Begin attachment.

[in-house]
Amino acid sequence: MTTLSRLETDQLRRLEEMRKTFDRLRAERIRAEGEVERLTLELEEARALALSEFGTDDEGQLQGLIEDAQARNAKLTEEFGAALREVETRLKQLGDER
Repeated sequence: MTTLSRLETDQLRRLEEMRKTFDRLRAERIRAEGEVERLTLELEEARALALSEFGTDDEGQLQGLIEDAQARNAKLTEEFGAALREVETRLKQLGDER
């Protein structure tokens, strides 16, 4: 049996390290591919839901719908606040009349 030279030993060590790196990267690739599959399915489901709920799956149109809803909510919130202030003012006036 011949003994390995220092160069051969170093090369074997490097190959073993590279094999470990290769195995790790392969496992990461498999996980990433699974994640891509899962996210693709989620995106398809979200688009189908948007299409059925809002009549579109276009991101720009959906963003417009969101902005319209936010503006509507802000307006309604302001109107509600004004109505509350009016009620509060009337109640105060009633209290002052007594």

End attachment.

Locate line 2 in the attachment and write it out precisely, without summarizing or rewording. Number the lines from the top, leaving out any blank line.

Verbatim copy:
Amino acid sequence: MTTLSRLETDQLRRLEEMRKTFDRLRAERIRAEGEVERLTLELEEARALALSEFGTDDEGQLQGLIEDAQARNAKLTEEFGAALREVETRLKQLGDER